You’ve set your SMART goal, you’ve written it down and stuck it on your fridge to see it daily. Now comes the hard part… making it happen!
Renowned strength coach Dan John believes “the goal is to keep the goal the goal”. This simple statement holds a lot of value and once you’ve set your goal you need to keep it in the centre of your focus.
The next few steps will help you keep the goal the goal and ensure the journey to reaching it is a lot smoother.
Set coinciding behavioural goals
You now have your big outcome-based goal, the final destination. To get there, you need to determine what behaviours are necessary along the way and set goals according to them.
If your goal is to drop below 10% body fat then behavioral goals essential to this could be:
- I will perform 5 hard training sessions per week
- I will drink 4 liters of water per day and zero calorie containing beverages
- I will avoid all high glycemic and sugary carbs, alcohol and other ‘cheat foods’.
- I will not skip meals
You can control your behaviours, making goals out of them helps you focus on the actual actions that will determine if you achieve your ‘big’ goal.
Make failure costly
Often we don’t reach our goals because the cost of failure isn’t big enough. Relying on our own discipline and free will alone isn’t wise. It’s easy to let yourself down and make excuses for why you didn’t achieve a goal when you’re the only one who knows about it.
The best way to make failure costly is to make yourself accountable to others. Tell as many people as possible about your goal, tell them in detail. Ask the people closest to you to hold you accountable to it.
READ MORE | 6 Steps To Setting Your Goals
Determine the ‘limiting factors’
When it comes to goals, we naturally think about what you need to do to achieve a goal. However it’s just as important to plan for the things that will get in the way and slow you down.
Addressing the potential ‘limiting factors is key. Write a list of all possible factors that may get in the way and come up with a strategy to combat them.
Here are a few examples of common things people struggle with and some simple solutions:
- I won’t have time to do all my training sessions. Solution: Book your training sessions as you would an important meeting or seek out a more time efficient training programme.
- I struggle to get enough sleep. Solution: do some research and read information on how to improve your sleep.
- I struggle to turn down partying with my mates. Solution: Surround yourself with like-minded people who have similar goals.
- I struggle with old injuries. Solution: Seek professional help to sort out your injuries, and to get a program designed around them.
- I can’t eat 100% healthy this week because I have a birthday, wedding, etc. Solution: Use the event as your one planned cheat meal or go to the event full from eating healthy food before.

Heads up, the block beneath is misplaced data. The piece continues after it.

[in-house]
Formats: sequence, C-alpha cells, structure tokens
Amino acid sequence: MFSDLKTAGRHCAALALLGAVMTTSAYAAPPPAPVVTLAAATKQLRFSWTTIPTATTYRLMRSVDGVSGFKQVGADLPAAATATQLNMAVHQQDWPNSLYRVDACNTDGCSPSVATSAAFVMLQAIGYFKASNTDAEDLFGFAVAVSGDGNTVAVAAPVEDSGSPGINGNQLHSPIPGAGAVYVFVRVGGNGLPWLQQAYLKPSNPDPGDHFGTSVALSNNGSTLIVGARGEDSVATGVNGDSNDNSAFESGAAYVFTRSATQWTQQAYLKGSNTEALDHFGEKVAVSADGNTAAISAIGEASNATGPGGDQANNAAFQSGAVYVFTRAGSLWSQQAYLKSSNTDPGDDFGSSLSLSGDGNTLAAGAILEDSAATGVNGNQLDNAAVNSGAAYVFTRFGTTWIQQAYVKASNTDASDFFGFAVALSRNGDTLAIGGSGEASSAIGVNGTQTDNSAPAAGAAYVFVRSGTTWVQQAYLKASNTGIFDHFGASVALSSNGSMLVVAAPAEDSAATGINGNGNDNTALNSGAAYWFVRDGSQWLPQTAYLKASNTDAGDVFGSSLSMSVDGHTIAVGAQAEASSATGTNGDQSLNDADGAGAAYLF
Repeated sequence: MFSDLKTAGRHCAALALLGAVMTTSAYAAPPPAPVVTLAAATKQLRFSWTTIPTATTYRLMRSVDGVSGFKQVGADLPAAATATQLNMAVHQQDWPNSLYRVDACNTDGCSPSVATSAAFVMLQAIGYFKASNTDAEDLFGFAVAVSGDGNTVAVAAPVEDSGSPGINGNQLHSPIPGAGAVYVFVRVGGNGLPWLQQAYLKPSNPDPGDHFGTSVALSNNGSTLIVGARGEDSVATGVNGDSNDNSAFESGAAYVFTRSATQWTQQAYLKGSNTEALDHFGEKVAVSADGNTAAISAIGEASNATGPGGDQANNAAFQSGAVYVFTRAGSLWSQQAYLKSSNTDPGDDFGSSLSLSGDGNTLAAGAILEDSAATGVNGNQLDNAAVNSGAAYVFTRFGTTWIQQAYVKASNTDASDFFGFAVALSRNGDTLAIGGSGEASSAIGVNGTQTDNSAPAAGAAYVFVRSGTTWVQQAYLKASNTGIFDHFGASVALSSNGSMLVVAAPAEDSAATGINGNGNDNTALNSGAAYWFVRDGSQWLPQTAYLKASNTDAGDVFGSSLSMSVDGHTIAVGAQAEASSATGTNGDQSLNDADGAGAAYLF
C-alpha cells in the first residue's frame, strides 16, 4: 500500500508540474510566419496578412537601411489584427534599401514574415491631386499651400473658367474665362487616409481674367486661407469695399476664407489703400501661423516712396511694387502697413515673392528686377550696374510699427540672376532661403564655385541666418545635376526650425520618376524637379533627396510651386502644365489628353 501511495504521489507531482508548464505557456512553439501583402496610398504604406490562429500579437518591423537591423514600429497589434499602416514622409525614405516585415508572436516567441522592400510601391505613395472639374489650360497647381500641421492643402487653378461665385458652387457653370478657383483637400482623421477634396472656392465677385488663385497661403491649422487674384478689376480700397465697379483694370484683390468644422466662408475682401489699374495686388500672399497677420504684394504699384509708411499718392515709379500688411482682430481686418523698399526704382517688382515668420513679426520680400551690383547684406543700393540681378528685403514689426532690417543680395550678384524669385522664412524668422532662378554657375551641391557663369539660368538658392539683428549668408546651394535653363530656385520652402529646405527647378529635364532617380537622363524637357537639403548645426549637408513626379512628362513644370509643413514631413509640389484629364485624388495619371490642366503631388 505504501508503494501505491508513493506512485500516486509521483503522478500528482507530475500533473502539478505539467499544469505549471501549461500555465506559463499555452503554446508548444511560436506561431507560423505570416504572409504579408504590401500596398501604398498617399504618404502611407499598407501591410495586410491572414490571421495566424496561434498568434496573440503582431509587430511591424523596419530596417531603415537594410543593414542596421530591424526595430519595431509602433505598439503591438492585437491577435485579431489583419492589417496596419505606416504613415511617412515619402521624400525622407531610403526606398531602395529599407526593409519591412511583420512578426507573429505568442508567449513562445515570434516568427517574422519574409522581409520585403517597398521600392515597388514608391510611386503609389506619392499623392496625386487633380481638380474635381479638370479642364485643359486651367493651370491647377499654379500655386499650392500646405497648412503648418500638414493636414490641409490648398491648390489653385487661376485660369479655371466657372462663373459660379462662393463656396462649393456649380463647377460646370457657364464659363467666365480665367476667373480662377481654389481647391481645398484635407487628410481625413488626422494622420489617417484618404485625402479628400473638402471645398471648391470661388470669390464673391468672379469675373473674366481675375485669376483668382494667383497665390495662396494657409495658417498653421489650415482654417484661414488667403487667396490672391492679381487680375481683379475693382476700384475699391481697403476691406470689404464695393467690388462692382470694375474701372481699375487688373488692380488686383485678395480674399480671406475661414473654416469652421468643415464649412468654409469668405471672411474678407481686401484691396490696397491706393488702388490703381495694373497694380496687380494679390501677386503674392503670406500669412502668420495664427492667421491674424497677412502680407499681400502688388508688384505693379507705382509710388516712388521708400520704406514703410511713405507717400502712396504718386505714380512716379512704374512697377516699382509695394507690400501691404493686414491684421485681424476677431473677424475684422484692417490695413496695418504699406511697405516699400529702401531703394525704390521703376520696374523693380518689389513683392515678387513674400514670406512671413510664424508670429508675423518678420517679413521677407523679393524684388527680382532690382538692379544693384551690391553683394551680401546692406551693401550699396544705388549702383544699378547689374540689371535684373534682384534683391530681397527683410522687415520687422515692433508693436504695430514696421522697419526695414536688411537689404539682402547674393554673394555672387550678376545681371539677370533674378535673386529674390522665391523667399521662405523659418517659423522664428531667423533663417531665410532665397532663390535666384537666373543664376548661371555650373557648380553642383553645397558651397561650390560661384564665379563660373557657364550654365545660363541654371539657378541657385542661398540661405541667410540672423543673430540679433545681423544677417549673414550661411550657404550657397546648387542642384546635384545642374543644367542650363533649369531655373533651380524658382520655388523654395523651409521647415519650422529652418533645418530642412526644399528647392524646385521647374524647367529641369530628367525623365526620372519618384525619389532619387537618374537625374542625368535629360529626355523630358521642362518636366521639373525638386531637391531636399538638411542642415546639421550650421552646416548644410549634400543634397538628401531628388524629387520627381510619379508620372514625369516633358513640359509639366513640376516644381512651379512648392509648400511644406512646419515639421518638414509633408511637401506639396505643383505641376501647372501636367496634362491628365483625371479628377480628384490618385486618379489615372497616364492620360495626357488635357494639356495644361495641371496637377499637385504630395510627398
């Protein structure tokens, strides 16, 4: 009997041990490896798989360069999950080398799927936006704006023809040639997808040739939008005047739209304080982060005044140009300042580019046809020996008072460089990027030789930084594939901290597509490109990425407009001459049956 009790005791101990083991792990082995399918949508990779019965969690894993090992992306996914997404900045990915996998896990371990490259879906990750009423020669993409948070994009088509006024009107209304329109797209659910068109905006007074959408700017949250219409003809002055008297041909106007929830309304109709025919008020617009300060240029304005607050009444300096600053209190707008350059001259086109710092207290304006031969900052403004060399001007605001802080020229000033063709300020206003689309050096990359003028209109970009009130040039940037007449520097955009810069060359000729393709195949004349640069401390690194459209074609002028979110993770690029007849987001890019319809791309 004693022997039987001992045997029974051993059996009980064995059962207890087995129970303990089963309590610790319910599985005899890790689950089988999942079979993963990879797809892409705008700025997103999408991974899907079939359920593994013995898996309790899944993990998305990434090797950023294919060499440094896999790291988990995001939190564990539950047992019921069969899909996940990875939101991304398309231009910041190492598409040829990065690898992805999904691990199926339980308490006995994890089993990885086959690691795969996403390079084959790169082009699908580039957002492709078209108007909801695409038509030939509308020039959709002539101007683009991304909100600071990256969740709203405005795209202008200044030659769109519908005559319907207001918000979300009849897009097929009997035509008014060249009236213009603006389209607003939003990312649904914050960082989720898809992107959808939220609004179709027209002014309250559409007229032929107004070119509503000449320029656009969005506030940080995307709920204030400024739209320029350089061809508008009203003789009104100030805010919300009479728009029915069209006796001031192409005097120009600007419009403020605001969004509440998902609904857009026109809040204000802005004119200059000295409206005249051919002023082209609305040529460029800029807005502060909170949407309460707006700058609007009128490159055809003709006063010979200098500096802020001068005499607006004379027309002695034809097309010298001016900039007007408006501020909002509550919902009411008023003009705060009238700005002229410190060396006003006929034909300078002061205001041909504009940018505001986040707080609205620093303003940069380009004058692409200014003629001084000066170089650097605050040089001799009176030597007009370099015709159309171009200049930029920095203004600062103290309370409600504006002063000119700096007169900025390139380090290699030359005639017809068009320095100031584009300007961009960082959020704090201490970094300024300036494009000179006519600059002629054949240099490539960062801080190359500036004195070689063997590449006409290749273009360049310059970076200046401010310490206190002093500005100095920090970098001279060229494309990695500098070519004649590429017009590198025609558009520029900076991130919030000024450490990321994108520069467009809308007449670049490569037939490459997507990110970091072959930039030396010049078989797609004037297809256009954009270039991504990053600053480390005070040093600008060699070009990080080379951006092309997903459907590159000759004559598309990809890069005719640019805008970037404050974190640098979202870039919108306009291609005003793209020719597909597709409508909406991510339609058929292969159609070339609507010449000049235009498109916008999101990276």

Life will always try and get in the way, whatever your limiting factors are it’s important to acknowledge them and to be prepared for when they try get in the way.
READ MORE | How To Start Over After Failure
The final step is to constantly evaluate. Set up a regular weekly time to reassess your progress. This is how you keep yourself accountable. A Sunday afternoon works well for me, setting up the week ahead.
Ask yourself the following: Did my behaviours match my goals this week? Some other specific questions may include:
- Was I consistent with my diet, how many cheats did you have?
- Did I train hard every session?
- Did I sleep at least 8 hours every night?
- Did I improve my lifts in some way?
During your evaluation session, do your weekly measurements (weight, body fat, etc.) to track your progress. And go through your training journal, reflecting on your training numbers.
After you have evaluated your behaviours and measured your progress, set yourself new behavioural goals for the week ahead.
Make it happen
It’s easy to come up with a general goal, a vague idea of what you want to achieve. Everybody has goals but very few people actually achieve them. It’s essential to take the time to carefully consider exactly what you want to achieve, setting a SMART goal. Use the outlined steps planning carefully to turn your goals into a reality once and for all.
READ MORE | It’s The Perfect Time To Try A 30-Day Challenge
Author: Pedro van Gaalen
When he’s not writing about sport or health and fitness, Pedro is probably out training for his next marathon or ultra-marathon. He’s worked as a fitness professional and as a marketing and comms expert. He now combines his passions in his role as managing editor at Fitness magazine.